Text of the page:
I am not misrepresenting anything. You are attempting to come up with some kind of "business paradigms" that don't have anything to do with the Touchpad.

Nice buzz phrase but in this case it has nothing to do with the Touchpad scenario. This was real world.

Data for six weeks with trending diminishing sales, coupled with the fact of retail realizing that they had way too much sock on hand - Here's a wholesale sales tip - Retailers do not want more than 6 weeks of stock in the stores/warehouses at any given time - ended with HP stuck with a ton of unsold Touchpads in an iPad 2 world.

They pulled the plug. Maybe they could have taken back a ton of units and left a minimal amount in stores to have it suffer the fate of the Playbook - death in a year instead of 6 weeks but that is a moot point now.
That's four times in a row you have ignored the dialog I've presented regarding statistical analysis, logical thinking and model validity. The only points I've addressed in the four posts you've quoted. Anything else attributed to me by yourself is your own invention and in no way reflects what I've actually written.
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Old 08/04/2012, 10:53 AM   #67 (permalink)
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HP really is the worst company in existence.

Maybe.

HP took a whole mobile communications eco-system and turned it into a Javascript library. From Mojo to Enyo

What more do you (or anyone) want? Maybe HP was encouraged by Google... for it's crappy Android.
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Old 08/04/2012, 12:11 PM   #68 (permalink)
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So, if HP is not planning support for devices they all ready made, does that mean they are planning new hardware? It seems silly to make an OS without planned hardware. So what do you think?
TBH, I don't think I would buy another piece of HW from HP, given their track record, and I really don't trust them.

As for other OEM's, I don't see it happening either, and while I think webOS is worlds nicer than Android, it doesn't mean much without apps, and if devs don't have devices to test apps on...I think HP has caught themselves in a corner.
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Old 08/04/2012, 12:30 PM   #69 (permalink)
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You claimed you didn't see a BB circular until after the fire sale started now you are moving the goal posts.

It's not unusual to go heavy TV for 2 weeks then go in the circular. That extends the advertisement. Buying into the BB circular on 2 pages is hefty.
I guess you just skipped over the part where I said I don't remember the exact timeline from over a year ago.

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Old 08/04/2012, 01:07 PM   #70 (permalink)
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That's four times in a row you have ignored the dialog I've presented regarding statistical analysis, logical thinking and model validity. The only points I've addressed in the four posts you've quoted. Anything else attributed to me by yourself is your own invention and in no way reflects what I've actually written.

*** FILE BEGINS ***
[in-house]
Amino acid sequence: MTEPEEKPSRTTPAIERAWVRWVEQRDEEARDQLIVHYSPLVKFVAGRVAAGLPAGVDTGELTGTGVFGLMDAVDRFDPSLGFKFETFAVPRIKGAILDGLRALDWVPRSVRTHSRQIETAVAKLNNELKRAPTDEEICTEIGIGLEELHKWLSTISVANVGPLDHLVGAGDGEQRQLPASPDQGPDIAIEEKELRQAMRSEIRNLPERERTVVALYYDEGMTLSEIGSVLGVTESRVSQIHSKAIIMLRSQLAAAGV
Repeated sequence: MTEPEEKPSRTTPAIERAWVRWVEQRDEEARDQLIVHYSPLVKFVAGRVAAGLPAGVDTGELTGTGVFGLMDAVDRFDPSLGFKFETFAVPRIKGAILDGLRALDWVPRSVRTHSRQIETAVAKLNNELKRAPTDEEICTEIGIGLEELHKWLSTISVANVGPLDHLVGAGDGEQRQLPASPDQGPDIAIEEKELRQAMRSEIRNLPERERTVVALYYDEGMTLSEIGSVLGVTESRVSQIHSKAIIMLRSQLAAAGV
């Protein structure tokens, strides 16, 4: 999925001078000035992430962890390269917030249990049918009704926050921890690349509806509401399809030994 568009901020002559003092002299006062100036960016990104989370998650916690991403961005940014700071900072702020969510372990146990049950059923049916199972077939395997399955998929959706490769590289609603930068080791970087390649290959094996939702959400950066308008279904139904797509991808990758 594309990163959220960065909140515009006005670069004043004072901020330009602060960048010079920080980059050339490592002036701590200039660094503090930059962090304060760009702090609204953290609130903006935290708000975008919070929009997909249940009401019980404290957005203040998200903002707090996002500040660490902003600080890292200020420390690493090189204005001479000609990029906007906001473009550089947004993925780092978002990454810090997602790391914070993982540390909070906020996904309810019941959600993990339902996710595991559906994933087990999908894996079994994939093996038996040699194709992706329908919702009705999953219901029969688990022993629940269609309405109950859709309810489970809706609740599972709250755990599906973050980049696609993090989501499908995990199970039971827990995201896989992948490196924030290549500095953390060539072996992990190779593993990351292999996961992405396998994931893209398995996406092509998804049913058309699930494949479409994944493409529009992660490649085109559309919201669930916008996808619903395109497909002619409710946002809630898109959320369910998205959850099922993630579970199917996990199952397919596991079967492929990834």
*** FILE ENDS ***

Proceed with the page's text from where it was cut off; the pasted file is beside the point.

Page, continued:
And you keep going back to the same buzz words.

When a movie is released and does weak ticket sales, advertising is stopped and theaters want it out to use the screen for a movie doing business. That can happen in 3 weeks time.
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Old 08/04/2012, 01:25 PM   #71 (permalink)
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And you keep going back to the same buzz words.

When a movie is released and does weak ticket sales, advertising is stopped and theaters want it out to use the screen for a movie doing business. That can happen in 3 weeks time.
Buzz words LOL. Nice description for entire schools of study that have thousands of years history and millions of users. Clearly you have no use for Statistical Analysis or Logical Thinking and such ideas are lost on you or willfully ignored...

Have a Great Day! Drink a Pepsi! Buzzbye fer now!
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Old 08/04/2012, 01:33 PM   #72 (permalink)
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Buzz words LOL. Nice description for entire schools of study that have thousands of years history and millions of users. Clearly you have no use for Statistical Analysis or Logical Thinking and such ideas are lost on you or willfully ignored...

Have a Great Day! Drink a Pepsi! Buzzbye fer now!
Nice use of armchair marketing buzzwords with no bearing on the Touchpad's failure to sell.
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Old 08/04/2012, 02:18 PM   #73 (permalink)
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And you keep going back to the same buzz words.

When a movie is released and does weak ticket sales, advertising is stopped and theaters want it out to use the screen for a movie doing business. That can happen in 3 weeks time.
I don't think this analogy doesn't hold up though, because only a single movie can be shown in a particular room at a time, and while shelf and warehouse space in a brick and mortar is limited to some extent it's not like they HAD to get rid of all the TouchPad's to make room for something else. I think it's just that they lost confidence that sales would pick up and told HP how they felt. HP then could have chosen to double down on things and try their best to spur sales (like Blackberry did), take the product back and try to sell them through other channels, or just call the whole thing off and have a firesale. They chose option 3, and not because it made the most business sense for HP as the company that it currently was, but because it made business sense in the context of Leo's vision of the new HP that would no longer be in the consumer hardware business.